Now, there is absolutely no sense or feeling that the U.S. is going to go ahead and do that, but I think it speaks to the level of anxiety here that you really saw, again, President Zelensky putting out that tweet saying, "There is no such thing as a minor incursion."

I can't say enough, Anderson, how unusual it is for President Zelensky or any Ukrainian President, certainly for the last decade, to publicly rebuke or speak out of turns with a sitting U.S. President.

So there is definitely a mood here that things are looking increasingly grim, and a lot of anxiety about what the U.S. and NATO's position will be, regardless of whether it's a minor incursion or a full scale invasion.

COOPER: Has Vladimir Putin said anything about President Biden's comments?

WARD: We haven't really heard much from President Vladimir Putin today. You know, we did hear that Russia has announced a new raft of huge sort of naval exercises to take place in the coming months, and there is a sense that he is continuing to ratchet up the pressure to increase the drumbeat.

He wants to see some tangible written statement from the U.S. as a response to the requests or demands that Russia has made.

We also heard today from his spokesperson, Dmitry Peskov who was asked whether there should be a possible meeting, a second meeting between Biden and Putin after the one -- the Putin-Biden Summit in Geneva and he said that such a meeting would be welcomed, but only after Russia has had a chance to review this written statement or response from the U.S.


And we've already heard from Secretary of State Antony Blinken, who will be meeting with his Russian counterpart tomorrow that there will not be any written statement.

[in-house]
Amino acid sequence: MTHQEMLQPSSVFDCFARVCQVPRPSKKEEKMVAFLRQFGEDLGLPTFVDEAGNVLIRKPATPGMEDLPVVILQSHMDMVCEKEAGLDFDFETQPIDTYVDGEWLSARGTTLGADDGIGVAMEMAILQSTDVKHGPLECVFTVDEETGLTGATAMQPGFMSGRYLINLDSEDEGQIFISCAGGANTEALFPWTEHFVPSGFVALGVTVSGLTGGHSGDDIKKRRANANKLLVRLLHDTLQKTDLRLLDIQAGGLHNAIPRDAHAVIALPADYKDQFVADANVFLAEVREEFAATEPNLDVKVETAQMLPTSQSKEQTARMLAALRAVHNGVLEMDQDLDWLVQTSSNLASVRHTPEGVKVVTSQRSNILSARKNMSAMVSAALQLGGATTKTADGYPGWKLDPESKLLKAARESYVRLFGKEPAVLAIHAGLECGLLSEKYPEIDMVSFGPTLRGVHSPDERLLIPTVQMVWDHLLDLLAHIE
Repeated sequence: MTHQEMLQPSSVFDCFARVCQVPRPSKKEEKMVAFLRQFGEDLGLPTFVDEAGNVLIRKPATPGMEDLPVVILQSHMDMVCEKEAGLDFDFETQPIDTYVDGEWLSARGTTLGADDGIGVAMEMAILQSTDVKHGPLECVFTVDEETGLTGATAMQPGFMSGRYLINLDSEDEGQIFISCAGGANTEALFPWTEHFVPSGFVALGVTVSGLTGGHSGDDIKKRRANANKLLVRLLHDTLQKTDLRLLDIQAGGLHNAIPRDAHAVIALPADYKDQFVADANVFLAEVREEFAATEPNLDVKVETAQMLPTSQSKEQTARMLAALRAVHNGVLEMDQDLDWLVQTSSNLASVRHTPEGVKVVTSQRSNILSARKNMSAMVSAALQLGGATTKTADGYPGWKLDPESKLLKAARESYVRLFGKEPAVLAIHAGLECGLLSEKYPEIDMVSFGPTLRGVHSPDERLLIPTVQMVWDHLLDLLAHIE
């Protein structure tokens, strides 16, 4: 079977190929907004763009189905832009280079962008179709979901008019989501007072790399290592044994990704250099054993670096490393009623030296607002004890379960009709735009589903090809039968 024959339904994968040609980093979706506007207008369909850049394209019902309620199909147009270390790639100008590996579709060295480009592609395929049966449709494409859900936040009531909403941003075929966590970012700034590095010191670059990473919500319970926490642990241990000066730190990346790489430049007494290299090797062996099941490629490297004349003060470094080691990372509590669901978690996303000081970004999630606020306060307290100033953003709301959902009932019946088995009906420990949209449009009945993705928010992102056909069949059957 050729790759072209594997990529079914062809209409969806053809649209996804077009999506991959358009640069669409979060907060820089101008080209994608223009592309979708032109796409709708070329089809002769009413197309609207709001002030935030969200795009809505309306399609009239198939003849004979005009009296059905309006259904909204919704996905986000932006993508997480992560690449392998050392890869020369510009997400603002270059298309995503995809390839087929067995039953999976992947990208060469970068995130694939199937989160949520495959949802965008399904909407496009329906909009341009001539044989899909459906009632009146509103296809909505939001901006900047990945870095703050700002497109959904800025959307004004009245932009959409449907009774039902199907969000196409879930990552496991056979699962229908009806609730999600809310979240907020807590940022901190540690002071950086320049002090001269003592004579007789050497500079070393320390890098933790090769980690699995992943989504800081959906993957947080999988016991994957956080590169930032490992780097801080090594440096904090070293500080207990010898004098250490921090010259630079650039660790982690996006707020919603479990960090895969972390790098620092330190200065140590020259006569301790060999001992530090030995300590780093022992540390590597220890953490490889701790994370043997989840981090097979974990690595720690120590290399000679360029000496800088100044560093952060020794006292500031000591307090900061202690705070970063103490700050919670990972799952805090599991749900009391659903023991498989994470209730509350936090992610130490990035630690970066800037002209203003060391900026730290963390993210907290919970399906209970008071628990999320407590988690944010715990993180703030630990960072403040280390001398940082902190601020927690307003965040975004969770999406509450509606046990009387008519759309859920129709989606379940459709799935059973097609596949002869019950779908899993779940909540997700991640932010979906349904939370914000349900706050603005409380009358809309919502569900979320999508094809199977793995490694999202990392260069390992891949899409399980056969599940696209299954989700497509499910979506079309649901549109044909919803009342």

What does that mean exactly? We just don't know.

COOPER: And the talks tomorrow in Geneva, what are the prospects there?

WARD: I think there is a sort of broad consensus that this has to almost be a last ditch effort to really give diplomacy a chance, and there are a lot of people who do believe that there is a chance.

But the question is, what is it that Putin can extract or that Lavrov can extract from his counterpart? What kind of a guarantee would suffice in order to de-escalate the situation? And what does an off ramp look like for President Putin at this stage?

He has essentially painted himself into a corner with more than 100,000 troops, surrounding, you know, the northeast and parts of the south of this country. It's very difficult for him now to simply pull back and change the subject without some meaningful extraction from the U.S. side.

And at this stage, I think it is anyone's guess as to what that could be because nothing gives an indication at this stage of being a sort of optimistic point of potential consensus between the two sides.

COOPER: Clarissa Ward in Ukraine tonight. Clarissa, thank you.

Here at home, the man who tried to shakedown Ukraine's President for help defeating Joe Biden using military assistance as leverage now finds himself in potentially deeper trouble of the criminal and not civil variety for trying to shake down Georgia's Secretary of State. Today we learned that the Atlanta area District Attorney looking into

the matter has asked that a special Grand Jury be convened. Now, at the center is as you know, and the former President's attempt to somehow flip the results in Georgia by leaning on Secretary of State Brad Raffensperger.

Part of the effort famously came in a phone call just four days before the insurrection. During that conversation, the former President made a string of false allegations of election-related crimes, then he makes a series of veiled threats about Raffensperger's potential legal exposure if he doesn't do what he is asking, then he just flatly states his bottom line.


DONALD TRUMP, FORMER PRESIDENT OF THE UNITED STATES: And you're going to find that they are -- which is totally illegal. It's more illegal for you than it is for them because you know what they did, and you're not reporting it. That's it.